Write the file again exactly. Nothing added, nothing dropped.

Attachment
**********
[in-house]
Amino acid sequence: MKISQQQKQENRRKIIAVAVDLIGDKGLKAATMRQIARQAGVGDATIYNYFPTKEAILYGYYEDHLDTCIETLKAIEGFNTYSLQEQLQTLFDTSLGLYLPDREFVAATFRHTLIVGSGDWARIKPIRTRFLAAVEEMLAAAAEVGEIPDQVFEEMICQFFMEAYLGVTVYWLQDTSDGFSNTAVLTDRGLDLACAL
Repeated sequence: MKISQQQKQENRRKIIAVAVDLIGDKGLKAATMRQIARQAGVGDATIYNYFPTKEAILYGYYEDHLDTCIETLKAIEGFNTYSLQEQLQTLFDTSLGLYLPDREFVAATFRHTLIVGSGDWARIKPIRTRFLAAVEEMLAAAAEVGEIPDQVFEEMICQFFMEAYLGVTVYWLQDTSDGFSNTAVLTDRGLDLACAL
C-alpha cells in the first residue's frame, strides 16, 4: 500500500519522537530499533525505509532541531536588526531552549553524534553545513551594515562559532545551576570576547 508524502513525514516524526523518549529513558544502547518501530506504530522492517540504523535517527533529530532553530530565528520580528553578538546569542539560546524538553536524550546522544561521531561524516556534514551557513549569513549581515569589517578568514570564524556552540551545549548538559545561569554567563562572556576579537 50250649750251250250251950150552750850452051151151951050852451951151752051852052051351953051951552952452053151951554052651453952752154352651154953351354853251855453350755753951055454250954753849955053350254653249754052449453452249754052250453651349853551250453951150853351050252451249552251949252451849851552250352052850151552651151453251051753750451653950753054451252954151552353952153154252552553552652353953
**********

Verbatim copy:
[in-house]
Amino acid sequence: MKISQQQKQENRRKIIAVAVDLIGDKGLKAATMRQIARQAGVGDATIYNYFPTKEAILYGYYEDHLDTCIETLKAIEGFNTYSLQEQLQTLFDTSLGLYLPDREFVAATFRHTLIVGSGDWARIKPIRTRFLAAVEEMLAAAAEVGEIPDQVFEEMICQFFMEAYLGVTVYWLQDTSDGFSNTAVLTDRGLDLACAL
Repeated sequence: MKISQQQKQENRRKIIAVAVDLIGDKGLKAATMRQIARQAGVGDATIYNYFPTKEAILYGYYEDHLDTCIETLKAIEGFNTYSLQEQLQTLFDTSLGLYLPDREFVAATFRHTLIVGSGDWARIKPIRTRFLAAVEEMLAAAAEVGEIPDQVFEEMICQFFMEAYLGVTVYWLQDTSDGFSNTAVLTDRGLDLACAL
C-alpha cells in the first residue's frame, strides 16, 4: 500500500519522537530499533525505509532541531536588526531552549553524534553545513551594515562559532545551576570576547 508524502513525514516524526523518549529513558544502547518501530506504530522492517540504523535517527533529530532553530530565528520580528553578538546569542539560546524538553536524550546522544561521531561524516556534514551557513549569513549581515569589517578568514570564524556552540551545549548538559545561569554567563562572556576579537 50250649750251250250251950150552750850452051151151951050852451951151752051852052051351953051951552952452053151951554052651453952752154352651154953351354853251855453350755753951055454250954753849955053350254653249754052449453452249754052250453651349853551250453951150853351050252451249552251949252451849851552250352052850151552651151453251051753750451653950753054451252954151552353952153154252552553552652353953